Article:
The Truth About Pink and Blue Brains

I loathe to weigh in on the “war on men” conversation, but … alas.

While one can use both logic and data to poke gaping holes in Suzanne Venker’s argument that women need to surrender to their femininity and let men think that they’re in charge if they ever want to get married, I just want to point out one thing–one endlessly repeated thing–that she gets very, very wrong.

Venker claims that there has “been an explosion of brain research” that proves that men and women have different brains. This research, she claims, shows that men are loners who like to hunt and build things and women are nurturers who like to talk and take care of people.

This is false on two fronts.

First, she’s wrong about the brain research.  The books and articles claiming that there are “pink” and “blue” brains are not consistent with existing research.  (They are out there because people can make a lot of money by confirming other people’s biases.)

What does the research say?

It’s true that scientists have documented a number of small, average sex differences in brain anatomy, composition and function, as well as differences in size and tissue ratios. (Other differences, such as the size of the corpus callosum [PDF] and lateralization–whether one sex uses one side of their brain more than the other–have proven to be wrong [PDF].)

So scientists do find some differences, but they have largely failed to link these to differences in men’s and women’s observed emotions, cognition or behavior. That is, we’ve found some differences, but we have no proof that they translate into anything. Moreover, new research suggests that differences we observe may be designed not to create differences between men and women but to reduce them. The brain may have two strategies for achieving the same outcome, or one difference may compensate for another. (For more, see Brain Gender by Melissa Hines.)

That’s one reason why Venker is wrong.

The second reason is even more damning. Most of the research attempting to explain gender difference assumes that there differences to explain.  In fact, meta-analyses aimed at summarizing the literature on human sex differences and similarities in traits, personality, cognitive abilities, sexuality, temperament, and motor skills offer better evidence for similarity than difference. On the vast majoity of traits, men and women overlap tremendously.

Janet Hyde, a pioneer in this area, did a meta-analysis of meta-analyses that combined the results of 7,084 separate studies. She found evidence for a large or very large difference on eight percent of characteristics, and evidence for medium-sized differences on 15 percent.  She found evidence for small differences on another 48 percent.  What does a small difference look like?  Here’s an example of a mid-range small difference (for self-esteem):

For the final 30 percent of characteristics, she found no evidence of gender difference. So, on 78 percent of characteristics, she found teensy differences or none at all. Wow, “opposite sexes” indeed.

The truth is, men aren’t loners and women aren’t talkers. Venker assumes the stereotypes and counts on her readers to agree that they are true, but the data doesn’t back her up.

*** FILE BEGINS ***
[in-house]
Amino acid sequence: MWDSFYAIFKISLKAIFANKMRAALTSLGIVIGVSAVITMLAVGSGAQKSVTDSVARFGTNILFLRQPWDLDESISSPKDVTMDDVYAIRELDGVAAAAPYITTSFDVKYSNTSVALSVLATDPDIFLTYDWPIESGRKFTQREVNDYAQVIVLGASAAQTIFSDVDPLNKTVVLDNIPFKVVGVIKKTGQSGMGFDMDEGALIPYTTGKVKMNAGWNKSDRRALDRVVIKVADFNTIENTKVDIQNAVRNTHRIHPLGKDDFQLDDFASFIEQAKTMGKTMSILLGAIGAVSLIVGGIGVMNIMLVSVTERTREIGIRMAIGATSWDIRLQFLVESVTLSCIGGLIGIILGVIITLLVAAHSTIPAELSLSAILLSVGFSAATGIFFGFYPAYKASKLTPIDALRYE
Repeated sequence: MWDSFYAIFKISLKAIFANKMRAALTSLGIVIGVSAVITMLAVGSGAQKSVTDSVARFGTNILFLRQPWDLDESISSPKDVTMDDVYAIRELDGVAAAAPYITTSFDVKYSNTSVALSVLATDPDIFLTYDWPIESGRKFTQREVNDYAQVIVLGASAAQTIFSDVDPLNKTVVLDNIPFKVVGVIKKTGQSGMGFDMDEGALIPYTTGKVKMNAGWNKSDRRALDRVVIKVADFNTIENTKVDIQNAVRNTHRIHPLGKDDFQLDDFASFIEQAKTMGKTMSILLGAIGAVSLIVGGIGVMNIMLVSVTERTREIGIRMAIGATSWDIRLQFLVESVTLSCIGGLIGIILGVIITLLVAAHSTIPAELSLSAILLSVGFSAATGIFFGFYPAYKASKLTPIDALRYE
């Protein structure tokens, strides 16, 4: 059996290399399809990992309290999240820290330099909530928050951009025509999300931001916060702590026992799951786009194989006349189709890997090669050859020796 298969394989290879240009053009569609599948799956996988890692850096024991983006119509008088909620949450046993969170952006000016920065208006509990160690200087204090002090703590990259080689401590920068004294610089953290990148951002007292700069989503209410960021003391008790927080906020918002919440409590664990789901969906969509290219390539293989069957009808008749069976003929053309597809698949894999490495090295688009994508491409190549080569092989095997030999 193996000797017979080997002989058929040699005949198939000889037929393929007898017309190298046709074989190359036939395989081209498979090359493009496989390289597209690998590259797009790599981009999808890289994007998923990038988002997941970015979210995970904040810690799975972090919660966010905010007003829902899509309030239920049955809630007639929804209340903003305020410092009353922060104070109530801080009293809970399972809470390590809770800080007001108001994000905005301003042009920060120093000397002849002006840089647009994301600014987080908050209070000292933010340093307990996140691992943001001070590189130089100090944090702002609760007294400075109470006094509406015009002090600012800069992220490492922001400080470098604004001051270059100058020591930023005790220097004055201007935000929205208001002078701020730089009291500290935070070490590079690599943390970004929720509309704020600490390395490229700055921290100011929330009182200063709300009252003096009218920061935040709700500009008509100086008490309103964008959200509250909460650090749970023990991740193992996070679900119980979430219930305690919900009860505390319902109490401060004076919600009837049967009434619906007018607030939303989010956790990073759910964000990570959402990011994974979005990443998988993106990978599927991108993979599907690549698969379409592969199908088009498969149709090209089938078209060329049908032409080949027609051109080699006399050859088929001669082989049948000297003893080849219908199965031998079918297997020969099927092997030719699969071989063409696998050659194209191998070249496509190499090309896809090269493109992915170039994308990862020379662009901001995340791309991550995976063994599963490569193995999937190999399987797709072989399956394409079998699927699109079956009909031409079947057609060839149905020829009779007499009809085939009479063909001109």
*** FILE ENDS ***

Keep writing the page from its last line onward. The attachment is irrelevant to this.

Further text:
Two excellent books summarize the debates over gender and neuroscience. Cordelia Fine’s Delusions of Gender is great for a beginner; she’s funny and you’ll learn a lot. Rebecca Jordan-Young’s Brain Storm is great for someone who wants an intermediate-to-advanced introduction to these issues. Her book is downright brilliant. I highly recommend both.

Crossposted from Sociological Images

Brain embroideries from Flickr user Hey Paul Studios under license from Creative Commons 2.0


  1. I question brain research. How could the brain of a group who commits horrendous acts of violence be a similar brain to the group who breast feeds? “Males” is a group whose behavior is aggressive and violent. May I also mention acts of corruption are also rampant around the globe. Socialization cannot be the sole cause of such behavior. There must be something going on in the male brain which contributes to such destructive behavior. Maybe we are going in the wrong direction in brain research.

  2. Ailim Hazel says:

    I don’t think violence has anything to do with the Y chromosome. I think that the reason we have so many examples from all over the world of male-violence is because the examples we remember; Stalin, Hitler, Pol-Pot; are all male but are also men of power. Since historically men have always held positions of power while women were kept in a position of servitude and property, we “see” more male violence. However, when we look at violence in the home, we see a lot of women attacking children often in horrible ways. This has both to do with proximity and opportunity coupled with women’s relegation to the domestic sphere. Women can be aggressive warriors, Amazons, Boudica, today’s women in the military; as well as gentle caregivers. Men can be tyrannical dictators but can also be gentle and loving husbands and fathers.
    Maybe the reason we have had to many violent male-leaders, besides the fact that men are more likely to be leaders in the first place, is because such power has a tendency to corrupt and distort one’s good intentions. Absolute power corrupts absolutely. Frederick Douglas described this kind of tendency when describing the wife of a slave owner. She initially didn’t want slaves at all but her husband forced her to accept a house slave. At first she was kind but gradually over time she became aggressive and demanding. Her kind spirit became corroded and brutal because of the power she possessed to destroy and control the life of another. Men historically have had this power over women and women in the household have had this power over children. That dark voice is inside all of us and is difficult to resist.

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